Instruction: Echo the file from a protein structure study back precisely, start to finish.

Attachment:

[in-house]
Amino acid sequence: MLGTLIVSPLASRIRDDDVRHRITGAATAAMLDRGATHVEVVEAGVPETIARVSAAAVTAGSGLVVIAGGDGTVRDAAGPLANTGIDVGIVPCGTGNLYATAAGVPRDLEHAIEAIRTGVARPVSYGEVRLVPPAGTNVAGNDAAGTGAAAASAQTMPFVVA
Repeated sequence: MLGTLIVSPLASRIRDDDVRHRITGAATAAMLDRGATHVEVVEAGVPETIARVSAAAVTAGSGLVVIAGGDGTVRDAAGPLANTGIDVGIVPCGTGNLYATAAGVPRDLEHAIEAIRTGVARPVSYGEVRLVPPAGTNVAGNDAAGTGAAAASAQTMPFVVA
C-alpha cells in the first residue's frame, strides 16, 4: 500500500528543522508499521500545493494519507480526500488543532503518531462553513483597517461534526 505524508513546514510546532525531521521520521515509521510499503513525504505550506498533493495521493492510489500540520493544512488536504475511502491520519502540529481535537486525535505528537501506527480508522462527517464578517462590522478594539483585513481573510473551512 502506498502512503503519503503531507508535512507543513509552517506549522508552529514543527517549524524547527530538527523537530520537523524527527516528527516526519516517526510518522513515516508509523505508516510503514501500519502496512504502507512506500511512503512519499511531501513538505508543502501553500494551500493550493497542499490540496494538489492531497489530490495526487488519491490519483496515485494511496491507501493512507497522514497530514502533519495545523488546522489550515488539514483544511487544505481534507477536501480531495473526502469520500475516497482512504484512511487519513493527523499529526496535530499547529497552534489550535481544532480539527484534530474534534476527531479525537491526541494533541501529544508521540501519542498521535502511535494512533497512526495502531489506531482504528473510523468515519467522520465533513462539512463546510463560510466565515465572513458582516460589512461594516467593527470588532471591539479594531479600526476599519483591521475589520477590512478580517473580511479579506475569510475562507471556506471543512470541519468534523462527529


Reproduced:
[in-house]
Amino acid sequence: MLGTLIVSPLASRIRDDDVRHRITGAATAAMLDRGATHVEVVEAGVPETIARVSAAAVTAGSGLVVIAGGDGTVRDAAGPLANTGIDVGIVPCGTGNLYATAAGVPRDLEHAIEAIRTGVARPVSYGEVRLVPPAGTNVAGNDAAGTGAAAASAQTMPFVVA
Repeated sequence: MLGTLIVSPLASRIRDDDVRHRITGAATAAMLDRGATHVEVVEAGVPETIARVSAAAVTAGSGLVVIAGGDGTVRDAAGPLANTGIDVGIVPCGTGNLYATAAGVPRDLEHAIEAIRTGVARPVSYGEVRLVPPAGTNVAGNDAAGTGAAAASAQTMPFVVA
C-alpha cells in the first residue's frame, strides 16, 4: 500500500528543522508499521500545493494519507480526500488543532503518531462553513483597517461534526 505524508513546514510546532525531521521520521515509521510499503513525504505550506498533493495521493492510489500540520493544512488536504475511502491520519502540529481535537486525535505528537501506527480508522462527517464578517462590522478594539483585513481573510473551512 502506498502512503503519503503531507508535512507543513509552517506549522508552529514543527517549524524547527530538527523537530520537523524527527516528527516526519516517526510518522513515516508509523505508516510503514501500519502496512504502507512506500511512503512519499511531501513538505508543502501553500494551500493550493497542499490540496494538489492531497489530490495526487488519491490519483496515485494511496491507501493512507497522514497530514502533519495545523488546522489550515488539514483544511487544505481534507477536501480531495473526502469520500475516497482512504484512511487519513493527523499529526496535530499547529497552534489550535481544532480539527484534530474534534476527531479525537491526541494533541501529544508521540501519542498521535502511535494512533497512526495502531489506531482504528473510523468515519467522520465533513462539512463546510463560510466565515465572513458582516460589512461594516467593527470588532471591539479594531479600526476599519483591521475589520477590512478580517473580511479579506475569510475562507471556506471543512470541519468534523462527529